As the recognition between natural killer (NK) cells and cancer cells does not require antigen presentation, NK cells are being actively studied for use in adoptive cell therapies in the rapidly evolving armamentarium of cancer immunotherapy. In addition to utilizing NK cells, recent studies have shown that exosomes derived from NK cells also exhibit antitumor properties. Furthermore, these NK cell‐derived exosomes exhibit higher stability, greater modification potentials and less immunogenicity compared to NK cells. Therefore, technologies that allow highly sensitive and specific isolation of NK cells and NK cell‐derived exosomes can enable personalized NK‐mediated cancer therapeutics in the future.
Researchers from the University of Michigan propose a novel microfluidic system to collect patient‐specific NK cells and on‐chip biogenesis of NK‐exosomes. In a small cohort of non‐small cell lung cancer (NSCLC) patients, both NK cells and circulating tumor cells (CTCs) were isolated, and the researchers found NSCLC patients have high numbers of NK and NK‐exosomes compared with healthy donors, and these concentrations show a trend of positive and negative correlations with bloodborne CTC numbers, respectively. They further demonstrate that the NK‐exosomes harvested from NK‐graphene oxide chip exhibit cytotoxic effect on CTCs. This versatile system is expected to be used for patient‐specific NK‐based immunotherapies along with CTCs for potential prognostic/diagnostic applications.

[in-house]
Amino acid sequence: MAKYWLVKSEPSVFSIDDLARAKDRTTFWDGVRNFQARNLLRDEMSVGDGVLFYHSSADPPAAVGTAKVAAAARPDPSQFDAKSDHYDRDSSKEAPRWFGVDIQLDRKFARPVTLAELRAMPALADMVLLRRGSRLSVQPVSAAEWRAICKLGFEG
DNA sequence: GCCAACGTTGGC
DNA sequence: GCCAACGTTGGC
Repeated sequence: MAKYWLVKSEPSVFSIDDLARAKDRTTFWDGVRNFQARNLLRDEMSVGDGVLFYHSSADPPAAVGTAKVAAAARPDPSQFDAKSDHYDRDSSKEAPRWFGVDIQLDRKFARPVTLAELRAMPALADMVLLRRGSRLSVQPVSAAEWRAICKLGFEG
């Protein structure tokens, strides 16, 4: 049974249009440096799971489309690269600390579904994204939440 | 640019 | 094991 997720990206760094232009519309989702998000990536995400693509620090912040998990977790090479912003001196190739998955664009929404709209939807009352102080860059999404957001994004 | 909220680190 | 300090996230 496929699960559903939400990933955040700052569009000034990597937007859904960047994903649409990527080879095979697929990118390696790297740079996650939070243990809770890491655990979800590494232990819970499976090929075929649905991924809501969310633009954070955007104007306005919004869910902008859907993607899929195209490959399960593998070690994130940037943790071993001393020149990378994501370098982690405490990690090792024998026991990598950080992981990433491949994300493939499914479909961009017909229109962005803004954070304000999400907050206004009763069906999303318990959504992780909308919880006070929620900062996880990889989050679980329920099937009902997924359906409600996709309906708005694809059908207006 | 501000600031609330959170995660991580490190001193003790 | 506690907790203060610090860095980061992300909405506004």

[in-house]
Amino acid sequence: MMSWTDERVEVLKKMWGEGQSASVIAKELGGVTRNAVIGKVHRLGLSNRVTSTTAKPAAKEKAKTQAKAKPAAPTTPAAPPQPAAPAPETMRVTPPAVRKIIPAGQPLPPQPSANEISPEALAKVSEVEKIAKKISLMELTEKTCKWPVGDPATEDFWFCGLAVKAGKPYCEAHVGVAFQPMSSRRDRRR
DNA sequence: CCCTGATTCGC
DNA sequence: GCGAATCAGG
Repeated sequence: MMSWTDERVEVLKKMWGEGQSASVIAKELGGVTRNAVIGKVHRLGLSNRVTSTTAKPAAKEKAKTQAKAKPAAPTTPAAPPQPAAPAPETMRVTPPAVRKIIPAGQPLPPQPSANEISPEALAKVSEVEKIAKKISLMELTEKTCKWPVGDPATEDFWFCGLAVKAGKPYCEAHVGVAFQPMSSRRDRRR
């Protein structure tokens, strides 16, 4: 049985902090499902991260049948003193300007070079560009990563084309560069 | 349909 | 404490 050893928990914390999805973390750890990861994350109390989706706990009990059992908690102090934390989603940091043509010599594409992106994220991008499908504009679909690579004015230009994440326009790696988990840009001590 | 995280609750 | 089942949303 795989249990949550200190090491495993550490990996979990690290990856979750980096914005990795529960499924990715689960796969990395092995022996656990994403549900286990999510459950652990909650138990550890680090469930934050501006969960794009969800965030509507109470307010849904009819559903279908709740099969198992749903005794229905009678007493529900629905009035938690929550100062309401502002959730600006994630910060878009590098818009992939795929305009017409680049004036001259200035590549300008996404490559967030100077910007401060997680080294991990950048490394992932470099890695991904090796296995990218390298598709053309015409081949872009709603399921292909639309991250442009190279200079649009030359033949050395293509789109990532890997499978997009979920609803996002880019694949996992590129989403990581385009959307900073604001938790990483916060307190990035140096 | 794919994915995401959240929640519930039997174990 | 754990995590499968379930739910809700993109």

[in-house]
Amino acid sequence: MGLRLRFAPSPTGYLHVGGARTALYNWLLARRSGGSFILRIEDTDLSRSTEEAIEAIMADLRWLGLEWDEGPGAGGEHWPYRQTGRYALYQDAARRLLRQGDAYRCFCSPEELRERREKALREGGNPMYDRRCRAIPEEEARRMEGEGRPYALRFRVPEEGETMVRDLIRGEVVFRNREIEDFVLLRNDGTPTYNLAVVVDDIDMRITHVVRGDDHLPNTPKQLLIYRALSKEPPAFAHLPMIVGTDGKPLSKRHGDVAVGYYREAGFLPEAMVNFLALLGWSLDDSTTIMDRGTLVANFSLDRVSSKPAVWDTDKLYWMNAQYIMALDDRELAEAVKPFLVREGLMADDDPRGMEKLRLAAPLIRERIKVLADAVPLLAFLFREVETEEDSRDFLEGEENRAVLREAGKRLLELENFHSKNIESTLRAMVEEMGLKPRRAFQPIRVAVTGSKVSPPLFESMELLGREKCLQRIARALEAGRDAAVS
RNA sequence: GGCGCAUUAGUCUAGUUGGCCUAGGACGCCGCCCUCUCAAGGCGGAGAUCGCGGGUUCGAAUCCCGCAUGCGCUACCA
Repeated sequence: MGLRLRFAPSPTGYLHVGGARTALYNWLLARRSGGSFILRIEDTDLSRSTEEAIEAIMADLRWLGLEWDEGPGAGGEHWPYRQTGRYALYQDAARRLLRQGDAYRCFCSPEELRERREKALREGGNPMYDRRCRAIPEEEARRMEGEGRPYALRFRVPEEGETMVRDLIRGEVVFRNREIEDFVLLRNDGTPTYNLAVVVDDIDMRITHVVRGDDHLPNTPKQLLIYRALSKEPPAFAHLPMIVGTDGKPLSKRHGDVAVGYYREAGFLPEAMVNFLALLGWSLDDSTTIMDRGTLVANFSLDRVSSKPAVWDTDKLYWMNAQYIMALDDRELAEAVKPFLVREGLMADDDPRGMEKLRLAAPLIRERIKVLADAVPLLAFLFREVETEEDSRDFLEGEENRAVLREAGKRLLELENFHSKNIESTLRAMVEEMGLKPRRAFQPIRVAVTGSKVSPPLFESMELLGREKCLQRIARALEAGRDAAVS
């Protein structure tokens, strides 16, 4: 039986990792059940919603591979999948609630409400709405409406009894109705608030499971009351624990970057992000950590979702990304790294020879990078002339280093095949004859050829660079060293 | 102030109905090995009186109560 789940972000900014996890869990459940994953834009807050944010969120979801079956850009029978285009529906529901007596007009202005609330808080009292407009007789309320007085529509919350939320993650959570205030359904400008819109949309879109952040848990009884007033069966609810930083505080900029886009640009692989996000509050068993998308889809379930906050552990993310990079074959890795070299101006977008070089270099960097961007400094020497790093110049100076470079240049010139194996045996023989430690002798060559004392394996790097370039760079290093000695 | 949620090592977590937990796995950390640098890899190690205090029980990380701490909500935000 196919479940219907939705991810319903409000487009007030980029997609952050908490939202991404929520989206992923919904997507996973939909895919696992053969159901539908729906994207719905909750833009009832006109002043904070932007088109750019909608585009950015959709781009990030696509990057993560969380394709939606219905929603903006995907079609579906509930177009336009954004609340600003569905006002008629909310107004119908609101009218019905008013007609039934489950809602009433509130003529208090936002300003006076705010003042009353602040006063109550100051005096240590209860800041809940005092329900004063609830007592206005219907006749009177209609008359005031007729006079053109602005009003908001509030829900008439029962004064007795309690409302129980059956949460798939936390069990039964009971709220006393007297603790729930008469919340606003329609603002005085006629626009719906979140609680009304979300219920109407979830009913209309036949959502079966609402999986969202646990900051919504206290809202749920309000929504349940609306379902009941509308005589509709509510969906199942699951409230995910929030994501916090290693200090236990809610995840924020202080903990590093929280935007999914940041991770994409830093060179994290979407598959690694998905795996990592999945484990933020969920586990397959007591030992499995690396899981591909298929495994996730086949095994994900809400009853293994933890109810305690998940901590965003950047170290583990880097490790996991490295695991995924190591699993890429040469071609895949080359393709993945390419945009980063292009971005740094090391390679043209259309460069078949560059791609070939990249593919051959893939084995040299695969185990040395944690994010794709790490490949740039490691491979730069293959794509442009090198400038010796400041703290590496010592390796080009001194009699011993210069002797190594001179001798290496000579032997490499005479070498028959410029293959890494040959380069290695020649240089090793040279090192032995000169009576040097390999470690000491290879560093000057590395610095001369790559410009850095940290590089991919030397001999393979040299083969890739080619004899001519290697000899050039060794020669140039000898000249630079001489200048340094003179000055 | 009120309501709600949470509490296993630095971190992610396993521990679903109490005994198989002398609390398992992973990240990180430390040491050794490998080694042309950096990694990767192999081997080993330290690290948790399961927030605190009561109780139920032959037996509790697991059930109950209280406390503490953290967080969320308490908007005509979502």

Schematic diagram of the microfluidic technology approach for on‐chip natural killer (NK) cell isolation, in situ NK cell‐derived exosome biogenesis, and recovery for potential therapeutic use of NK exosomes.